3 Ways to Implement Talking in Math Class
byFebruary 26th, 2020 All Blog Posts
When I began teaching almost 20 years ago, one of the veteran teachers made a quick visit to the classroom that we shared to pick up materials. She was very impressed with my students’ behavior and remarked, “Wow, they are so quiet!” The veteran teacher’s comment was kind of funny to me because my students just happened to be quiet during her visit because we were transitioning into math, and the students were copying the lesson objective for the day. I smirked as she left the room because the rest of the time was NOT going to be quiet!
I learned early in my career that there was a belief that a “quiet classroom” was equivalent to a “good classroom or good teaching.” As I continued my career as a classroom teacher and coach, my beliefs changed. A productive classroom was not quiet because my students needed to be engaged in conversations about mathematical tasks and using manipulatives to record their thinking.
I support MATH 180 leaders and teachers with creating “noisy” classrooms where they can hear learning taking place. As soon as I walk into a MATH 180 classroom, I hear students’ talking about the mathematics in the Do Now at the beginning of the class or the latest game in Brain Arcade during the rotations in class.
During coaching sessions with leaders and teachers, I introduce them to a tool called Instructional Practices Inventory to discuss what an effective MATH 180 classroom sounds like:
- Students explain their reasoning.
- Students listen and ask questions of each other to clarify information and respectfully challenge ideas.
- Teachers ask questions that both build and reveal new understanding of content and practice.
- Students communicate using appropriate mathematical language both orally and in writing.
At the beginning of the program, I encourage teachers to engage students in rich discourse about learning mindsets and recommend specific instructional routines that they can practice during the First Two Weeks before small group instruction begins.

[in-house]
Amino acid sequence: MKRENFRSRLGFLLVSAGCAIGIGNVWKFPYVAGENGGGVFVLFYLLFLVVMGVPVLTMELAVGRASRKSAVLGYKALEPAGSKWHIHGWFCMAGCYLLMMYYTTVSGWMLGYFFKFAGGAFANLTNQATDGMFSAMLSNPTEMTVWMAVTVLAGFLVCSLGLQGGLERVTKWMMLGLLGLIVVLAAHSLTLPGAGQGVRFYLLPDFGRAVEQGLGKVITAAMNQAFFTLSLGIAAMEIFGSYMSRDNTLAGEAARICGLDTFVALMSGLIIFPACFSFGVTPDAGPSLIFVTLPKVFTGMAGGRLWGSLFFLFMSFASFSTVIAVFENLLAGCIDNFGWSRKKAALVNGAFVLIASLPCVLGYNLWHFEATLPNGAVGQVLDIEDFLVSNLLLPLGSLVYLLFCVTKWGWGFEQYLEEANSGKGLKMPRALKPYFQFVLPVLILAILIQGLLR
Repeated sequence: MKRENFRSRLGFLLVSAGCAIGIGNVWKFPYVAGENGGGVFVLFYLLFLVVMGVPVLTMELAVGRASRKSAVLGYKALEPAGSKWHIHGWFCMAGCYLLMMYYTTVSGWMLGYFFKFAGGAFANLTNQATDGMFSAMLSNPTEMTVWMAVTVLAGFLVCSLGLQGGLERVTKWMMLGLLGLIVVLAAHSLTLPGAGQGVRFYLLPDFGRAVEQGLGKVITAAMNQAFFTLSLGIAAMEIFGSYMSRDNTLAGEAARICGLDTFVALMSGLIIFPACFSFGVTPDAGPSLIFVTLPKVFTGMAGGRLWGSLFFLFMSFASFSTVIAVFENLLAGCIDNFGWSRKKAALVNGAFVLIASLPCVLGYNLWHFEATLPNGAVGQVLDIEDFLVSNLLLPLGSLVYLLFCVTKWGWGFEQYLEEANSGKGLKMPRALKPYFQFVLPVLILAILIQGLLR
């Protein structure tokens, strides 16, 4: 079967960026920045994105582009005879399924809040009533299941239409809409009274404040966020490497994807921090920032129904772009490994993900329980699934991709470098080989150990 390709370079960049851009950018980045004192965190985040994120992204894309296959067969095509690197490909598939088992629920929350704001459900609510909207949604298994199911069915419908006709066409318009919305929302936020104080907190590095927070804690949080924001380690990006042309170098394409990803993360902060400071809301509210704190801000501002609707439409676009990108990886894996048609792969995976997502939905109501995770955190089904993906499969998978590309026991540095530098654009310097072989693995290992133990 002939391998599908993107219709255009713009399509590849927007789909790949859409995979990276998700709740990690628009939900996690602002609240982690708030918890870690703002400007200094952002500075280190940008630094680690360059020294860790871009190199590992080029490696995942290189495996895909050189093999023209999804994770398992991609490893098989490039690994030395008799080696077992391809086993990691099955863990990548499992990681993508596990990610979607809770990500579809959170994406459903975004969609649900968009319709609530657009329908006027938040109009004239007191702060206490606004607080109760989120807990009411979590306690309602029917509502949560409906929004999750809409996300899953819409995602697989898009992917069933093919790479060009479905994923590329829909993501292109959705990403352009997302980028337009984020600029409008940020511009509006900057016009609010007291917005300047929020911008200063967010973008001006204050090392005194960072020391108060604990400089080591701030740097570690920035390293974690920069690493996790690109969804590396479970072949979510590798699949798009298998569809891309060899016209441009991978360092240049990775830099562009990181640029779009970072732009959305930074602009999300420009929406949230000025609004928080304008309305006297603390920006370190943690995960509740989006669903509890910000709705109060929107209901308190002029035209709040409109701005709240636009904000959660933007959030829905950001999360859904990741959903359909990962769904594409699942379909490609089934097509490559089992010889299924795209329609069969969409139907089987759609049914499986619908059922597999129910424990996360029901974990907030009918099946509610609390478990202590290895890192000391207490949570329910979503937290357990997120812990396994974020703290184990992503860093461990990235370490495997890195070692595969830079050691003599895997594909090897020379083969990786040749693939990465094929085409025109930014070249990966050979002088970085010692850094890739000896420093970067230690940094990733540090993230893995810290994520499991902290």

One of my colleagues, Patty Clark said, “Meaningful mathematical discourse has a positive effect on students’ understanding as they increase the connections between ideas and representations.”
The instructional routines embedded in the MATH 180 program are designed to support teachers with engaging students in meaningful conversations. Three of the instructional routines that encourage discourse include:
- Turn & Talk: a two-minute routine that gives students an opportunity to explain their solutions and respond to their partners’ reasoning.
- Answers Up: a routine in which all students are expected to participate by showing their answers on a personal whiteboard. Students share their thinking about their answers whether they are correct or not.
- Question Chains: another routine that supports multiple students in a whole class discussion. Students practice using appropriate academic and mathematical language when they respond to a question posed by the teacher.
Implementing instructional routines to increase mathematical discourse is so important for ALL students to feel safe to take risks and learn from their peers. I always spent time throughout the year building the learning environment with my students. I asked them to share what they needed to be successful. I taught them how to engage in discourse to develop their mathematical thinking and mathematical language. I continue my practice when I’m supporting MATH 180 teachers and leaders with how to engage all students in explaining their reasoning and listening to other students’ thinking.